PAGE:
Meet Commonfund CEO Catherine M. Keating '87, UVA Law's Commencement Speaker
During her career, Catherine M. Keating, a 1987 graduate of the University of Virginia School of Law, has been in charge of hundreds of billions of dollars in investment assets for clients.
That's "billions" with a "b."
The current president and CEO of the asset management firm Commonfund, whose client base consists mainly of nonprofits, Keating will deliver the commencement address to the Class of 2017 on May 21.
She joined Commonfund in 2015, as just its fifth CEO in its 45 year history and its first female CEO, after overseeing more than $700 billion in client assets at JPMorgan.
Beyond helping her clients, which these days include colleges and universities, among others, Keating strives to contribute to the communities where she lives and works. UVA Law asked Keating a few questions about her professional life and involvements in anticipation of her formal remarks.
Are you excited about coming back to the Law School to speak? Is this the first time you've spoken here?
In fact, it is. Yes, absolutely, I am excited. I'm also stunned and humbled. When the dean called me, I said, "Really, you can do better. I'm not a practicing lawyer anymore." And she said, "Well, our students voted. They want to hear from you!"
What makes a good asset manager?
First of all, asset management is a team business. It's not an individual business. As investors, none of us can accomplish very much alone. We rely on our colleagues for research and insight and experience. Asset management is a profession that requires strong analytical skills — we're evaluating companies and managers and balance sheets — and strong decision-making skills. It also requires patience, because outcomes are best measured over time, and fortitude, because markets are cyclical and you have to be able to withstand down years. I think strong asset managers have all of these qualities. Managing investments is also managing risks. You have to have a good mindset about risk and what can go wrong.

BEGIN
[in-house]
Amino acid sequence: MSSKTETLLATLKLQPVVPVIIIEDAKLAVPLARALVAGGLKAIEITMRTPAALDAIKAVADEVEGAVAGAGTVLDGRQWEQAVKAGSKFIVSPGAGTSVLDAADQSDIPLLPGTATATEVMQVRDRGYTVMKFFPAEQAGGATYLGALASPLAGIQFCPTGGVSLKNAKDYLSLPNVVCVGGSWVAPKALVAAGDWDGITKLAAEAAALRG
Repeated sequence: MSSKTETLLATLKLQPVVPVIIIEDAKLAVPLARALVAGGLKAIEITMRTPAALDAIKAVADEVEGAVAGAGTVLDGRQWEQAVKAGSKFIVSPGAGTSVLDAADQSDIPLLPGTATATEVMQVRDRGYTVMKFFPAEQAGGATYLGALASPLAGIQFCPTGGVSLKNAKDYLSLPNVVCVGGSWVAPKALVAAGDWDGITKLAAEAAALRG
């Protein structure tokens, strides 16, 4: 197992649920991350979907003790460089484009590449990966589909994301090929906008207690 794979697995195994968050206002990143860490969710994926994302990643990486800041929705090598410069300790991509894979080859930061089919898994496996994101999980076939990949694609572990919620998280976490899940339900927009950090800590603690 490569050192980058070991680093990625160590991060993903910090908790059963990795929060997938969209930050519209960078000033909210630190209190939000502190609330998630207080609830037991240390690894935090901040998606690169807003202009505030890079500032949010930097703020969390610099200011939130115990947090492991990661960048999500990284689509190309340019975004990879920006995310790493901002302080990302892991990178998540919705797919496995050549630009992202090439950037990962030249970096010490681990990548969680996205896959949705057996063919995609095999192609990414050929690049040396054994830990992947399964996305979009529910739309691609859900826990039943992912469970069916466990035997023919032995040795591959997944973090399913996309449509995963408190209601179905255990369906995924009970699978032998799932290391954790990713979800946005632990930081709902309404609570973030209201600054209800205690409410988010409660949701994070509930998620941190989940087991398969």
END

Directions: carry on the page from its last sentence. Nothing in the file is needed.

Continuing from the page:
But if you turn it around and measure an asset manager the way clients do, then it's all about investment performance. Period. That's how you ought to measure an asset manager: are you delivering good investment performance to your clients, and are you helping them to have better and more sustainable financial futures because of the decisions you're making for them?
Why did you make the leap from JPMorgan to Commonfund?
It gave me the opportunity to combine full time, every day, my profession of trying to generate good investment outcomes for clients, with something that's a personal passion of mine, which is the work of the nonprofit community. Almost all of our clients here at Commonfund are nonprofit organizations, so they are the institutions that educate us, care for us when we are sick, and enhance our lives with art and culture.
How have nonprofits affected your life personally?